Some in Washington had expected the largely American population of Upper Canada to throw off the "British yoke", but that did not happen. After 1815, British officials, Anglican clergy and Canadians loyal to the Empire tried to spot and root out American political ideals, such as republicanism. Thus the British and Loyalist elite were able to set the different colonies of what would later become Canada on a different course from that of their former enemy. Canada discouraged further American immigration.
When the United States attacked British North America, most of the British forces were engaged in the Napoleonic Wars. Thus British North America had minimal troops to defend against the United States, who had a much larger (though poorly trained) military force. For most of the war, British North America stood alone against a much stronger American force. Reinforcements from the United Kingdom did not arrive until 1814, the final year of the war. The repelling of the American force helped to foster British loyalties in the colonies that later became Canada.
The nationalistic sentiment caused a suspicion of such American ideas as republicanism, which would frustrate political reform in Upper and Lower Canada until the Rebellions of 1837. However, the War of 1812 started the process that ultimately led to Canadian Confederation in 1867. Canadian writer Pierre Berton has written that, although later events such as the rebellions and the Fenian raids of the 1860s were more important, Canada would have become part of the United States if the War of 1812 had not taken place because more and more American settlers would have arrived and Canadian nationalism would not have developed.
The War of 1812 was highly significant in Britain's North American colonies. After the war British sympathizers portrayed the war was as a successful fight for national survival against an American democratic force that threatened the peace and stability the Canadians desired.
A related (and historically false) Canadian myth from the war was that Canadian militiamen had performed admirably while the British officers were largely ineffective. Jack Granatstein has termed this the "militia myth", and he feels it has had a deep effect on Canadian military thinking, which placed more stress on a citizens' militia than on a professional standing army. The United States suffered from a similar "frontiersman myth" at the start of the war, believing falsely that individual initiative and marksmanship could be effective against a well disciplined British battle line. Granatstein argues that the militia was not particularly effective in the war and that any British military success was the work of British regular forces and the result of British dominion over the sea. Isaac Brock, for example, was reluctant to trust the militia with muskets. The U.S. Army won most of its land victories late in the war, which subsequently ended all British invasions of the United States.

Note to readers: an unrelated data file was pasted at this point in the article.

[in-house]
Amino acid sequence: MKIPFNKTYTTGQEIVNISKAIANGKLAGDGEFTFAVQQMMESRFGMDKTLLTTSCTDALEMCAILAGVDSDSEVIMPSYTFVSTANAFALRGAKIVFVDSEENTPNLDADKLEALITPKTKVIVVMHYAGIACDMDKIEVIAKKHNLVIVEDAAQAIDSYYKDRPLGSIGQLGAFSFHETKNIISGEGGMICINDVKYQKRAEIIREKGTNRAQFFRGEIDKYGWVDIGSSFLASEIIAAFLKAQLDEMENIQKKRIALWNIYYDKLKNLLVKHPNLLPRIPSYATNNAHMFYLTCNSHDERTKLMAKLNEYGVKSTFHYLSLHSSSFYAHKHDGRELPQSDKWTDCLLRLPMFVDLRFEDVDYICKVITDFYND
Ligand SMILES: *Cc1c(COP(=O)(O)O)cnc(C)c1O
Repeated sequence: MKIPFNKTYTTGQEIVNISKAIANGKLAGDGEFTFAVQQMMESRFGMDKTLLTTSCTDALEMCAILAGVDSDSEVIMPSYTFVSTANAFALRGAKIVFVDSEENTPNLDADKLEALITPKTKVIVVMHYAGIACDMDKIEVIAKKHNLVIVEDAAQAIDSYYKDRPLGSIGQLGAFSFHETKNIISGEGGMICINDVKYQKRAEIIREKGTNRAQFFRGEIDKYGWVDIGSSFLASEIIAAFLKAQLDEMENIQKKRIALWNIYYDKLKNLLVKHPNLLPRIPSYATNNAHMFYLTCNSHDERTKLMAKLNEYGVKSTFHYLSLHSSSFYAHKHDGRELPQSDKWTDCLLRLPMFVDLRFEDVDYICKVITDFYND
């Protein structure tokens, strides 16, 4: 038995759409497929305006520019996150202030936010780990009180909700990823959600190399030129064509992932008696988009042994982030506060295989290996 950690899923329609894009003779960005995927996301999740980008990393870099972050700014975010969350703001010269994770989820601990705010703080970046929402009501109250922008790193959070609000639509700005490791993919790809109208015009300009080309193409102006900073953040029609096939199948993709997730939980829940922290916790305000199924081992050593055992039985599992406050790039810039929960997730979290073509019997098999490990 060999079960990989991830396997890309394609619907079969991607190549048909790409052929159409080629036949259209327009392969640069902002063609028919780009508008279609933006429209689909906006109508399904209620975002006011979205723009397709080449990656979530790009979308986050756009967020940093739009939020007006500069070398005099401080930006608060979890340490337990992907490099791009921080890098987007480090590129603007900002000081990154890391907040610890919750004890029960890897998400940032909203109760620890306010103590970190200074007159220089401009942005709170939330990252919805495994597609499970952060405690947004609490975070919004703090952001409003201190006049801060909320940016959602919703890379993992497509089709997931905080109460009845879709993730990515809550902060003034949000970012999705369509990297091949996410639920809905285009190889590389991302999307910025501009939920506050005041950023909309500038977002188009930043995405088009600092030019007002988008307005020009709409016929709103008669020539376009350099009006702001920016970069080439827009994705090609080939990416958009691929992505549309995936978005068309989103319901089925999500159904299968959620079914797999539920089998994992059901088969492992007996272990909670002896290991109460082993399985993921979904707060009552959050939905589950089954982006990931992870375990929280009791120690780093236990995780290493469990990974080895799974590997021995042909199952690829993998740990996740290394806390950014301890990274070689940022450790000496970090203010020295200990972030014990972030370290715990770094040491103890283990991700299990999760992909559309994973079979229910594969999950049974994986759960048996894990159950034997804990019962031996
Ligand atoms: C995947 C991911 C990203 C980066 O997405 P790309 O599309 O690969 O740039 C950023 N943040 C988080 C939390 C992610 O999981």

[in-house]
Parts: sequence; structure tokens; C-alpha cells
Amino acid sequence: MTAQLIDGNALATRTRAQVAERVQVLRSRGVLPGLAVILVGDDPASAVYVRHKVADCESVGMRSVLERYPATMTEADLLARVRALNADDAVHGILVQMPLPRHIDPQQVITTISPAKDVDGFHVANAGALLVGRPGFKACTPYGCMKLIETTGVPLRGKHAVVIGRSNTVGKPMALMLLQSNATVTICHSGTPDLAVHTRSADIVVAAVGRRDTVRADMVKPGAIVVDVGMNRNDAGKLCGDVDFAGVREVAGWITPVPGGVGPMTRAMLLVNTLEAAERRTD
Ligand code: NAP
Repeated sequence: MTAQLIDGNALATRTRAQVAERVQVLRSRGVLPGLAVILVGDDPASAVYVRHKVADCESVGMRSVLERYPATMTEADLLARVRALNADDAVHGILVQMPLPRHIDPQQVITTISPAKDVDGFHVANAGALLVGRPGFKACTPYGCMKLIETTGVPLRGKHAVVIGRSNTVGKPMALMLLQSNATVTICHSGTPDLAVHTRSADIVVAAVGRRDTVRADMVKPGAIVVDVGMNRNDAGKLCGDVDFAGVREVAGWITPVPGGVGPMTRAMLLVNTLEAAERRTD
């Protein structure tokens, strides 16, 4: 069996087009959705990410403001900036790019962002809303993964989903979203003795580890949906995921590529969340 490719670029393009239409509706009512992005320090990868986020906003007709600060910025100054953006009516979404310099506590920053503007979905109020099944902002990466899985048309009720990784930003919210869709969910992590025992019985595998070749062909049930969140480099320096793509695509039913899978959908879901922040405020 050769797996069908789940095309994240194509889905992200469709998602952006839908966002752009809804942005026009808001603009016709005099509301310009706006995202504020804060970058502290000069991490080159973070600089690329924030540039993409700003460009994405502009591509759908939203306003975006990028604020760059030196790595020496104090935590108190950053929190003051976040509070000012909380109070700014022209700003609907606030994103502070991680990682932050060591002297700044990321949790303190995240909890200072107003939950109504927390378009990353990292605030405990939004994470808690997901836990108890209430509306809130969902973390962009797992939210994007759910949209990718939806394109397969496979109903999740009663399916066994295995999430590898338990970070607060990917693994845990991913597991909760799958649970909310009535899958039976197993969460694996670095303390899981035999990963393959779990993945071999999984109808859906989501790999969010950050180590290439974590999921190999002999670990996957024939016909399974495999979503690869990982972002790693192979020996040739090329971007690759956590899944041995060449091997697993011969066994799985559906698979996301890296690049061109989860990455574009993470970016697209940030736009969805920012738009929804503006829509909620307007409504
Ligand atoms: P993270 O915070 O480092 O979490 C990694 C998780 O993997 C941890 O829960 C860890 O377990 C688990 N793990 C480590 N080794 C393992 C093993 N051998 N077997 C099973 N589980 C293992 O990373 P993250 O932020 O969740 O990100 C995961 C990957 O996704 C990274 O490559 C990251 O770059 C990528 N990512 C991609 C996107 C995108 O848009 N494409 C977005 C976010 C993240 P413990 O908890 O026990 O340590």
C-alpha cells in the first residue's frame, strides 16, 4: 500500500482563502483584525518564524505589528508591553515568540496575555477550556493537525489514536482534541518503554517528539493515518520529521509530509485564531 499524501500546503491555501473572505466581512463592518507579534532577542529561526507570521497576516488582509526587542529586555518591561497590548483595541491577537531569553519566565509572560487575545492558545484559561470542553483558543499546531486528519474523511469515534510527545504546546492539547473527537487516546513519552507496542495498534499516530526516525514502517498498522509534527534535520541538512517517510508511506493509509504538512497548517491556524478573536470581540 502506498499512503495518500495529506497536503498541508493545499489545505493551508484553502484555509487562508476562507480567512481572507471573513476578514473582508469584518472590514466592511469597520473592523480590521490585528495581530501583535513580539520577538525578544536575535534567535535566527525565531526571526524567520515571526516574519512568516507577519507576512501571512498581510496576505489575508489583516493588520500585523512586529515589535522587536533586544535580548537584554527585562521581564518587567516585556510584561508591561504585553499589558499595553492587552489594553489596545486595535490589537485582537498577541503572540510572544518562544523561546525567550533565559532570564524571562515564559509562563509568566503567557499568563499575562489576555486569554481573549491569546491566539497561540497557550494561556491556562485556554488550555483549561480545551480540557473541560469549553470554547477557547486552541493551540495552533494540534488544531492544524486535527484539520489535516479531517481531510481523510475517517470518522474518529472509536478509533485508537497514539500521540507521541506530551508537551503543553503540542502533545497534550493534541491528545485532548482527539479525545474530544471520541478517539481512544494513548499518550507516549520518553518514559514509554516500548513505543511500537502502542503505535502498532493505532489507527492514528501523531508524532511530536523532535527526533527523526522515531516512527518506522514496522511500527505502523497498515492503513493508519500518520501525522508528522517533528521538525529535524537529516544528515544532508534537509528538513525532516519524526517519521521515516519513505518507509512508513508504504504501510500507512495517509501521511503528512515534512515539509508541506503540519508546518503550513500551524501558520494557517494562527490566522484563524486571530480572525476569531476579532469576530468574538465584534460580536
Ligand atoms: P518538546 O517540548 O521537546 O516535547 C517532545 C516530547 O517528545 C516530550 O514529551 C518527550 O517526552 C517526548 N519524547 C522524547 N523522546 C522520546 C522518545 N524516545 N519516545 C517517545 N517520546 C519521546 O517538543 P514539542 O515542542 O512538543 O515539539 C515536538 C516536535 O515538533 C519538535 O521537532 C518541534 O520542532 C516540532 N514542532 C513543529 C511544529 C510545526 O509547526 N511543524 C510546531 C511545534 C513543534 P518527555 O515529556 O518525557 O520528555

During the war, British officers constantly worried that the Americans would block the St. Lawrence River, which forms part of the Canadian border with the United States. If the U.S. military had done so, there would have been no British supply route for Upper Canada, where most of the land battles took place, and British forces would likely have had to withdraw or surrender all western British territory within a few months. British officers' dispatches after the war exhibited astonishment that the Americans never took such a simple step, but the British were not willing to count on the enemy repeating the mistake; as a result, Britain commissioned the Rideau Canal, an expensive project connecting Kingston, on Lake Ontario, to the Ottawa River, providing an alternate supply route that bypassed the part of the St. Lawrence River along the U.S. border. The settlement at the northeastern end of the canal, where it joins the Ottawa River, later became the city of Ottawa, Canada's fourth-largest city and its capital (placed inland to protect it from U.S. invasion—known then as the 'defensible backcountry'). Because population away from the St. Lawrence shores was negligible, the British in the years following the war took great lengths to ensure that backcountry settlement was increased. They settled soldiers and initiated assisted-immigration schemes, offering free land to farmers, mostly tenants of estates in the south of Ireland. The canal project was not completed until 1832 and was never used for its intended purpose.
Read more about this topic: Results Of The War Of 1812
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